The author of my Astronomy textbook sometimes appears to confuse his opinion and scientific fact. Suffice it to say that I'm very glad that humility is not an examinable topic, despite the book's content. In today's reading he said something implying that curiosity is one of the noblest human sentiments. (If my book had a search function I could go into more detail. Unfortunately it's not that advanced.)
Later in the day I had a discussion about how we appreciate good more because we know evil. I find that worship can stem from awe at what God isn't almost as much as from what he is. My dad pointed out to me that the forbidden tree was the tree of the knowledge of good and evil. Although eating the fruit was a sin and introduced humankind to the knowledge of evil, it also introduced us to the knowledge of good.
The idea of a world devoid of wonder at the pure and holy, in which righteousness is unremarkable, bemuses me. My first reaction is that it would be bland. It doesn't seem complete. On reflection, though, I think that response is part of my imperfection.
In Malacandra, C. S. Lewis paints a convincing picture of a society which is good and yet fulfilled. That is a tangible way of knowing I am wrong. More certainly, but less tangibly, I know that God chose not to give that knowledge to Adam and Eve. I know that evil can never be good, even it unwittingly causes good.
Knowledge, in fact, is not always good - although even the forbidden fruit was desirable. Curiosity is not always a noble sentiment: it can be a vice. This is so counterintuitive that it takes me a while to understand, although I realise that I already have some experience with the concept.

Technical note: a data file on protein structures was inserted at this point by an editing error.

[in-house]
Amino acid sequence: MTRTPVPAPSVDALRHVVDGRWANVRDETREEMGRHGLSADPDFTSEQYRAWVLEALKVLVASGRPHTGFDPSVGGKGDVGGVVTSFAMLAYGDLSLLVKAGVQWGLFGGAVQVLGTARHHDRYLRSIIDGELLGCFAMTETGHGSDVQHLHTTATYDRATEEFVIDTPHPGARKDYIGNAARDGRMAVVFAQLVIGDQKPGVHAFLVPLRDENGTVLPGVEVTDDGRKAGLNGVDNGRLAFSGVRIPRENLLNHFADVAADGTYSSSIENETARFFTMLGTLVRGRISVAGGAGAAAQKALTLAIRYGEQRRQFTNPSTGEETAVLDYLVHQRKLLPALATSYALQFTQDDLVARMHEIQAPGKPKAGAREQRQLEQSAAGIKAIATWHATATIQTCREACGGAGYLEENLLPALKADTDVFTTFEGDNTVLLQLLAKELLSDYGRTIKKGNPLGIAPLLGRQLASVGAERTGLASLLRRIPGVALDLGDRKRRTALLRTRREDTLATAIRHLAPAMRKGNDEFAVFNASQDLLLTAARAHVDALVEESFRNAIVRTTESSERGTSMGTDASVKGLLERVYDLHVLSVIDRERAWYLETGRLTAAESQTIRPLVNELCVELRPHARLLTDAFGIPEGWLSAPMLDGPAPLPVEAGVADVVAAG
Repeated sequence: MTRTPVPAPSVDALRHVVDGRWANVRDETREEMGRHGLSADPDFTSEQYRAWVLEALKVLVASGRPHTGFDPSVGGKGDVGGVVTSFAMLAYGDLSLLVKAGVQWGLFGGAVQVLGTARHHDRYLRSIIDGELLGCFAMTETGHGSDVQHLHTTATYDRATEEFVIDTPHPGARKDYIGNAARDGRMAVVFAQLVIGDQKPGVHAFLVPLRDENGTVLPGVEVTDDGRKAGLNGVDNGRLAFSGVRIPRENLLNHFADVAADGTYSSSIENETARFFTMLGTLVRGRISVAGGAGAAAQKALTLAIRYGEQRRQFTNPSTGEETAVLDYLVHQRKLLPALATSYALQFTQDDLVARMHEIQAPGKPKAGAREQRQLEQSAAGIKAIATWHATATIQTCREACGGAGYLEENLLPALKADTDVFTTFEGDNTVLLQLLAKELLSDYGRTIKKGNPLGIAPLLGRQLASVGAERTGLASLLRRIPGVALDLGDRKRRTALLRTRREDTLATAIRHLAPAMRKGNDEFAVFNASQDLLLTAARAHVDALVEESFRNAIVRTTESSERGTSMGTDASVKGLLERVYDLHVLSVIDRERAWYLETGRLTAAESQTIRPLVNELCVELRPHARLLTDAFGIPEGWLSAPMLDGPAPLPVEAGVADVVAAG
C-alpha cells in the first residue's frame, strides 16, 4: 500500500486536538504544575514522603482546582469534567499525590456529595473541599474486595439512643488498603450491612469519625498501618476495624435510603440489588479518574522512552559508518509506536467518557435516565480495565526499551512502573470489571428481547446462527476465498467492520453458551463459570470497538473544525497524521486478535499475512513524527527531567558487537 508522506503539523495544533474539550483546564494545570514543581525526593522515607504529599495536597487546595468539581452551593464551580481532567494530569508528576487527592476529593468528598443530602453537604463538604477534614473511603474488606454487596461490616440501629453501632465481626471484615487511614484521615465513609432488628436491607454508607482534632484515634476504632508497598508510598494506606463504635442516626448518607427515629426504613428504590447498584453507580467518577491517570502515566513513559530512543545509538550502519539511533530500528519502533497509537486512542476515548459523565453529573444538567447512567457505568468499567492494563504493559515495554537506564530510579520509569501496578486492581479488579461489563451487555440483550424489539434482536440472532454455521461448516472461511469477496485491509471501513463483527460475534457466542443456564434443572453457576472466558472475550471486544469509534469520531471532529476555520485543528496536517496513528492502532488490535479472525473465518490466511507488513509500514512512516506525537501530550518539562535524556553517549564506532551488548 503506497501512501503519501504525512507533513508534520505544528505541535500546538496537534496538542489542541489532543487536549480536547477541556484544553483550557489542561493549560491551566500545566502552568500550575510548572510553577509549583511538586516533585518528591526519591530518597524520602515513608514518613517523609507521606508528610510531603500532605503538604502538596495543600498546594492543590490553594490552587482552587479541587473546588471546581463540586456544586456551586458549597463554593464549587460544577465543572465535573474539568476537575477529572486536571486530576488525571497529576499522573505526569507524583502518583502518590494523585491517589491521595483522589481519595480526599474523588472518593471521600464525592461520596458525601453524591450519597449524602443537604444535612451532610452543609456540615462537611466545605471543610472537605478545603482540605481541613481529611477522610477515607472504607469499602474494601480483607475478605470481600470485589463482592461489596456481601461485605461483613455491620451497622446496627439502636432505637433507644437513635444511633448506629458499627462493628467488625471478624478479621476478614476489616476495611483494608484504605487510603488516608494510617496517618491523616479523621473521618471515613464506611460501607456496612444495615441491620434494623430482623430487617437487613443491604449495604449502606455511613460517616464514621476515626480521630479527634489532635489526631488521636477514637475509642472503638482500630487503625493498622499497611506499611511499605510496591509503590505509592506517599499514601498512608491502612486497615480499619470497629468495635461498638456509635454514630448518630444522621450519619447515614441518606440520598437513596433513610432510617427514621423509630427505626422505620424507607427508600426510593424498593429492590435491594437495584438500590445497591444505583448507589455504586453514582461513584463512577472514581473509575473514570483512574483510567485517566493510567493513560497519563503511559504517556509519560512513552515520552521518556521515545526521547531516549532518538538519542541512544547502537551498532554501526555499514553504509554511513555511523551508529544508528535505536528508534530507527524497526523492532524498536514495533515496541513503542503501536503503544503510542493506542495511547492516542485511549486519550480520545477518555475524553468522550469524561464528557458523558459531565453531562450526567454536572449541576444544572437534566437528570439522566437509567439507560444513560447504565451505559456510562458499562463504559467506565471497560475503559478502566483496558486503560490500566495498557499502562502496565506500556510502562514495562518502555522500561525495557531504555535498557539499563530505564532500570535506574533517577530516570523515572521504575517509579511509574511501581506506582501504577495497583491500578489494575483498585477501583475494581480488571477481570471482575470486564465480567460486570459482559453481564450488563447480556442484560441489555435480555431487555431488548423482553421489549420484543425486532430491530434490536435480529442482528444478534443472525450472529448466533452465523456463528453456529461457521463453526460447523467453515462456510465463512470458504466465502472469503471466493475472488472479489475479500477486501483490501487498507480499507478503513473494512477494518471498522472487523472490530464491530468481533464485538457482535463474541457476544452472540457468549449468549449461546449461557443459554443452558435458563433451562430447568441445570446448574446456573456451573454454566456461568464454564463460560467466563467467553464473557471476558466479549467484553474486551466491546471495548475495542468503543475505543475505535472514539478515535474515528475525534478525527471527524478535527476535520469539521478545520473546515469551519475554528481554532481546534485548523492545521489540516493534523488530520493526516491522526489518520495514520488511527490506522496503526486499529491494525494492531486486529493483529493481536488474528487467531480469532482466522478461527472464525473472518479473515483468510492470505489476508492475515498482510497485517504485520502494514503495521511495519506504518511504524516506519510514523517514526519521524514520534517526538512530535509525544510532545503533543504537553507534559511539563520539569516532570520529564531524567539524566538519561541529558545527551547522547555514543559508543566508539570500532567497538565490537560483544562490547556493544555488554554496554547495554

Usually when something interests me, I fond out more about it. I don't believe that's a bad thing: God gave me the faculty of reason and the ability to learn so that I could use them. There are some interests, though, that I don't indulge. Occult rituals, for example, hold a weird fascination. They also happen to be entirely opposite to God. For that reason, I choose to starve my interest, rather than to feed it. I don't research that topic and I'm wary of anything that approaches it. I've already recognised that some knowledge is not good; some curiosity, in fact is not noble.
That recognition couldn't kill an innate love of learning and knowledge, though. In fact, I find that I can't believe that curiosity isn't good. Instead, I find myself going back to Lewis. In Malacandra, the characater Weston is driven by his desire to ensure the survival of humankind. This is his justification for the many atrocities he commits. Oyarsa says that the good which is love of kin has become evil, because it was blown out of proportion.
The same thing can happen with knowledge. In themselves, curiosity and reason are surely God-given gifts. It is when our search for knowledge becomes too important that it is wrong: when we value it more than God Himself; when it is a justification for things we know are wrong.
I think curiosity can be noble. I will keep on learning as much as I can, but I will do it in Christ. What I can't learn in Christ, I most emphatically do not want to learn.